Wednesday Sep 01 2010
Co-existing with nature can mean bear encounters
By: Saul Wiseman Special to Home & Garden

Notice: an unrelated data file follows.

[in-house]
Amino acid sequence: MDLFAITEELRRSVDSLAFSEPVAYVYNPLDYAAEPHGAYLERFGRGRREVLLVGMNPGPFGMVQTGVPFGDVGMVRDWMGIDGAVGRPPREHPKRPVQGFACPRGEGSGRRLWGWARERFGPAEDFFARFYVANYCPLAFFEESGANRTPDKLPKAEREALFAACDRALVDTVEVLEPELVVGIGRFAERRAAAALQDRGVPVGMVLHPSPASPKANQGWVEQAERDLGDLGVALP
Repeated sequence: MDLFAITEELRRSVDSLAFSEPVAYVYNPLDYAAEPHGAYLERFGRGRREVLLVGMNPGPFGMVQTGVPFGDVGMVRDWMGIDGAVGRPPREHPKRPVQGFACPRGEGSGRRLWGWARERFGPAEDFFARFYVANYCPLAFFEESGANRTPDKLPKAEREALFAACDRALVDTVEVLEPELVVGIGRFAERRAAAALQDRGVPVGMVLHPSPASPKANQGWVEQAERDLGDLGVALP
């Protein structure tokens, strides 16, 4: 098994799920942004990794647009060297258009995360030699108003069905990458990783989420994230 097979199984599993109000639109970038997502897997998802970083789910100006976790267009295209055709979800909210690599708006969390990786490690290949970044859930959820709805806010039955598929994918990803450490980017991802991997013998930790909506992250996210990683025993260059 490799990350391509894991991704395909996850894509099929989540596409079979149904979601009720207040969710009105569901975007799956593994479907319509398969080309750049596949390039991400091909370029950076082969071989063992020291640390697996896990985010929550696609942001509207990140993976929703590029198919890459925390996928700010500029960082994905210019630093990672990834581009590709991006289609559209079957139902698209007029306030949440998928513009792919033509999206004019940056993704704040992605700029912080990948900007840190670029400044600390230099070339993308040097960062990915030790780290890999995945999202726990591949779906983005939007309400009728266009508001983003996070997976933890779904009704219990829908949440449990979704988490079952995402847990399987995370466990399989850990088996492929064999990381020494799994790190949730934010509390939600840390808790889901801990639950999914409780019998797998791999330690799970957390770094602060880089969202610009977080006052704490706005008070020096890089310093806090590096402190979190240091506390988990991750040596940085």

Here in the foothills of Placer County, just north of Auburn, we live with the wild animals, those that roam the rim of the American River Canyon. Even though we are less than a mile from Interstate 80, we often see coyote, deer and turkeys. What we don’t often see are the more elusive creatures — the fox, skunk, raccoon, mountain lion and bear. For almost 14 months I have been keeping chickens, started from day-old chicks bought at a local feed store and grown to beautiful egg-laying birds. We started raising chickens because my wife eats two soft boiled eggs for breakfast each day. We decided to get eggs from our own flock of six hens rather than store bought. A friend loaned us a chicken coop, another friend and I built nesting boxes, and we started raising the birds. My daughter named each of the chickens. She could identify each chicken. During the day, they roamed the fenced chicken pen. At dusk, they returned to roost in the locked coop. Then, the last week in August, one of the elusive creatures appeared. After lunch, I was bringing watermelon rinds to give to the chickens in the pen, a 4-foot high chicken wire enclosing the chicken coop. A bear had easily climbed the chicken wire fence and was seeking a feathered lunch. The birds quickly flew over the fence and found a safe place to hide. We all got excited, shouting and banging pots. But the bear, frustrated at not catching a fowl, stayed in the pen. I called 911 and got the sheriff’s dispatch. Within five minutes, two patrol cars arrived, I led the deputies — each with a rifle in hand — to the chicken coop. By then the bear was hiding on the downhill side of the nesting box. With their rifles loaded, they tried to spot the bear. But the bear was hiding, not giving them a good view. Finally, the bear took off running downhill into the gully below. No shots were fired. Since the bear had done no harm, I was glad it ran away. The deputies, one of them a self-confessed bear hunter, guessed it was a 2-year-old, weighing 175 pounds. Two days later, when no one was home, the young bear returned during the day and ate one of the chickens it had cornered in the coop, leaving only the feet and the backbone. Although family members wanted me to call the sheriff, I refused, not wanting the bear to be killed. The next day, I decided to find a new home for the chickens. A friend of mine who has a farm far from town agreed to take my chickens. The following day the chickens departed. We need to co-exist with the wild creatures because we are living in a shared space.